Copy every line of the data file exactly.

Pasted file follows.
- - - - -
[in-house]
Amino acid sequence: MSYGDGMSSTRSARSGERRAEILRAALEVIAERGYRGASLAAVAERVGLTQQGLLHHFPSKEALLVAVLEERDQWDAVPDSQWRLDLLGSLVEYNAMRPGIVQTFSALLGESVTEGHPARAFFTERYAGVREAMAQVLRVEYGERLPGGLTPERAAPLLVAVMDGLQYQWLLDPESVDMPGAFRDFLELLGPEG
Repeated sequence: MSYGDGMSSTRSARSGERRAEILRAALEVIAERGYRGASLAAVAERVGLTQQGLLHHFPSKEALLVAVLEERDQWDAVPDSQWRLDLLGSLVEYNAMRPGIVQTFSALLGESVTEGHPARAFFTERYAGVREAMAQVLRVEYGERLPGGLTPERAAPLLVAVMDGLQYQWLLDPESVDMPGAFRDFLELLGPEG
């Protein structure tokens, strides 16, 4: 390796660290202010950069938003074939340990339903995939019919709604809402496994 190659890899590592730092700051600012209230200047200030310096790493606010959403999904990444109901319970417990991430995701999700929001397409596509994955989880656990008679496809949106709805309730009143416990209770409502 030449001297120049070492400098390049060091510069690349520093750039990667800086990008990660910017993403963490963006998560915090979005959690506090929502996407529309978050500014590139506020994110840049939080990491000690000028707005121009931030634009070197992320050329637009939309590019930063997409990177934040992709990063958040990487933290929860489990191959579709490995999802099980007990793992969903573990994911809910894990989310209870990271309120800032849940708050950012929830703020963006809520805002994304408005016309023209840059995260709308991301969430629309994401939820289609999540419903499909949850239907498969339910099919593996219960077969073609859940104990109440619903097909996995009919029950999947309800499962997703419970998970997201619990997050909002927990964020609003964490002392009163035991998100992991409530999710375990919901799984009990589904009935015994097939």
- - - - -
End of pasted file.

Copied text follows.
[in-house]
Amino acid sequence: MSYGDGMSSTRSARSGERRAEILRAALEVIAERGYRGASLAAVAERVGLTQQGLLHHFPSKEALLVAVLEERDQWDAVPDSQWRLDLLGSLVEYNAMRPGIVQTFSALLGESVTEGHPARAFFTERYAGVREAMAQVLRVEYGERLPGGLTPERAAPLLVAVMDGLQYQWLLDPESVDMPGAFRDFLELLGPEG
Repeated sequence: MSYGDGMSSTRSARSGERRAEILRAALEVIAERGYRGASLAAVAERVGLTQQGLLHHFPSKEALLVAVLEERDQWDAVPDSQWRLDLLGSLVEYNAMRPGIVQTFSALLGESVTEGHPARAFFTERYAGVREAMAQVLRVEYGERLPGGLTPERAAPLLVAVMDGLQYQWLLDPESVDMPGAFRDFLELLGPEG
């Protein structure tokens, strides 16, 4: 390796660290202010950069938003074939340990339903995939019919709604809402496994 190659890899590592730092700051600012209230200047200030310096790493606010959403999904990444109901319970417990991430995701999700929001397409596509994955989880656990008679496809949106709805309730009143416990209770409502 030449001297120049070492400098390049060091510069690349520093750039990667800086990008990660910017993403963490963006998560915090979005959690506090929502996407529309978050500014590139506020994110840049939080990491000690000028707005121009931030634009070197992320050329637009939309590019930063997409990177934040992709990063958040990487933290929860489990191959579709490995999802099980007990793992969903573990994911809910894990989310209870990271309120800032849940708050950012929830703020963006809520805002994304408005016309023209840059995260709308991301969430629309994401939820289609999540419903499909949850239907498969339910099919593996219960077969073609859940104990109440619903097909996995009919029950999947309800499962997703419970998970997201619990997050909002927990964020609003964490002392009163035991998100992991409530999710375990919901799984009990589904009935015994097939």